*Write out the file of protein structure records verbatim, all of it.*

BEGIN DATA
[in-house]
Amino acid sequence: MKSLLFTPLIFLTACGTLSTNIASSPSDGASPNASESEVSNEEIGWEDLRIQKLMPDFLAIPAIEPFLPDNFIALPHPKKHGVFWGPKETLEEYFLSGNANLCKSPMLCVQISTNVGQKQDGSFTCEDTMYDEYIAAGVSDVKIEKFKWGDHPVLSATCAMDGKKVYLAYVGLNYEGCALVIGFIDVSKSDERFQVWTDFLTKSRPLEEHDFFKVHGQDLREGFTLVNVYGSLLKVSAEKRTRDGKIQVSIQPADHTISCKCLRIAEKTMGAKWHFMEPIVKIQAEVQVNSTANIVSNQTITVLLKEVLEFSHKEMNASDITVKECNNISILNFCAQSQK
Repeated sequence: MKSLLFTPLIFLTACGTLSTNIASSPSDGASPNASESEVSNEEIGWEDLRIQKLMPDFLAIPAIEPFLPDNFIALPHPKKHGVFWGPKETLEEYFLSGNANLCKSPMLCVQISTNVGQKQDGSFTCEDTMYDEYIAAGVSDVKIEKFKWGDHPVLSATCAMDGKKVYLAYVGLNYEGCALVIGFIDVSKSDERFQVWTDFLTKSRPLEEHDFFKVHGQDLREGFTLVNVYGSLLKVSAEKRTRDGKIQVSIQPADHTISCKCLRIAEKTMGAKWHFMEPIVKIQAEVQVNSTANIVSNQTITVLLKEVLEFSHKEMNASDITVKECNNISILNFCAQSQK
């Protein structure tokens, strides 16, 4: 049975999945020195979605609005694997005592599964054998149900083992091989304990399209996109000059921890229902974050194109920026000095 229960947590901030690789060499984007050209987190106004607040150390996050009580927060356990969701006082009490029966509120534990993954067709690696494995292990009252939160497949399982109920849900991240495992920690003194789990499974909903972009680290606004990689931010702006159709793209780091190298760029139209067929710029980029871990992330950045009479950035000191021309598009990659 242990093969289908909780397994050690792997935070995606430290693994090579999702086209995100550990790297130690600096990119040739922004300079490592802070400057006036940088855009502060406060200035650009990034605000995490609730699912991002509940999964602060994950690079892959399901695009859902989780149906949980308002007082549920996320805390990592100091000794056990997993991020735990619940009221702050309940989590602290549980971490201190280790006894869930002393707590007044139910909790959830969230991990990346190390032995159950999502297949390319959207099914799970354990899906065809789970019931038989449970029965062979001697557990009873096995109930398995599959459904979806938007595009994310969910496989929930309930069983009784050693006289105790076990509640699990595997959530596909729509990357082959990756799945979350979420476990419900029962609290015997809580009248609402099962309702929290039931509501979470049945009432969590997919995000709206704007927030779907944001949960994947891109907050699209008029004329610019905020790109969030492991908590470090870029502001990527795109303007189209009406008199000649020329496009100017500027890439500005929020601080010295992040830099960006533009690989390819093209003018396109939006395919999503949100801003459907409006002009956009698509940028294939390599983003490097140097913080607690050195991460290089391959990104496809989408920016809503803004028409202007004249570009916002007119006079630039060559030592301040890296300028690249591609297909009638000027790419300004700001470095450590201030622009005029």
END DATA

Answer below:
[in-house]
Amino acid sequence: MKSLLFTPLIFLTACGTLSTNIASSPSDGASPNASESEVSNEEIGWEDLRIQKLMPDFLAIPAIEPFLPDNFIALPHPKKHGVFWGPKETLEEYFLSGNANLCKSPMLCVQISTNVGQKQDGSFTCEDTMYDEYIAAGVSDVKIEKFKWGDHPVLSATCAMDGKKVYLAYVGLNYEGCALVIGFIDVSKSDERFQVWTDFLTKSRPLEEHDFFKVHGQDLREGFTLVNVYGSLLKVSAEKRTRDGKIQVSIQPADHTISCKCLRIAEKTMGAKWHFMEPIVKIQAEVQVNSTANIVSNQTITVLLKEVLEFSHKEMNASDITVKECNNISILNFCAQSQK
Repeated sequence: MKSLLFTPLIFLTACGTLSTNIASSPSDGASPNASESEVSNEEIGWEDLRIQKLMPDFLAIPAIEPFLPDNFIALPHPKKHGVFWGPKETLEEYFLSGNANLCKSPMLCVQISTNVGQKQDGSFTCEDTMYDEYIAAGVSDVKIEKFKWGDHPVLSATCAMDGKKVYLAYVGLNYEGCALVIGFIDVSKSDERFQVWTDFLTKSRPLEEHDFFKVHGQDLREGFTLVNVYGSLLKVSAEKRTRDGKIQVSIQPADHTISCKCLRIAEKTMGAKWHFMEPIVKIQAEVQVNSTANIVSNQTITVLLKEVLEFSHKEMNASDITVKECNNISILNFCAQSQK
């Protein structure tokens, strides 16, 4: 049975999945020195979605609005694997005592599964054998149900083992091989304990399209996109000059921890229902974050194109920026000095 229960947590901030690789060499984007050209987190106004607040150390996050009580927060356990969701006082009490029966509120534990993954067709690696494995292990009252939160497949399982109920849900991240495992920690003194789990499974909903972009680290606004990689931010702006159709793209780091190298760029139209067929710029980029871990992330950045009479950035000191021309598009990659 242990093969289908909780397994050690792997935070995606430290693994090579999702086209995100550990790297130690600096990119040739922004300079490592802070400057006036940088855009502060406060200035650009990034605000995490609730699912991002509940999964602060994950690079892959399901695009859902989780149906949980308002007082549920996320805390990592100091000794056990997993991020735990619940009221702050309940989590602290549980971490201190280790006894869930002393707590007044139910909790959830969230991990990346190390032995159950999502297949390319959207099914799970354990899906065809789970019931038989449970029965062979001697557990009873096995109930398995599959459904979806938007595009994310969910496989929930309930069983009784050693006289105790076990509640699990595997959530596909729509990357082959990756799945979350979420476990419900029962609290015997809580009248609402099962309702929290039931509501979470049945009432969590997919995000709206704007927030779907944001949960994947891109907050699209008029004329610019905020790109969030492991908590470090870029502001990527795109303007189209009406008199000649020329496009100017500027890439500005929020601080010295992040830099960006533009690989390819093209003018396109939006395919999503949100801003459907409006002009956009698509940028294939390599983003490097140097913080607690050195991460290089391959990104496809989408920016809503803004028409202007004249570009916002007119006079630039060559030592301040890296300028690249591609297909009638000027790419300004700001470095450590201030622009005029």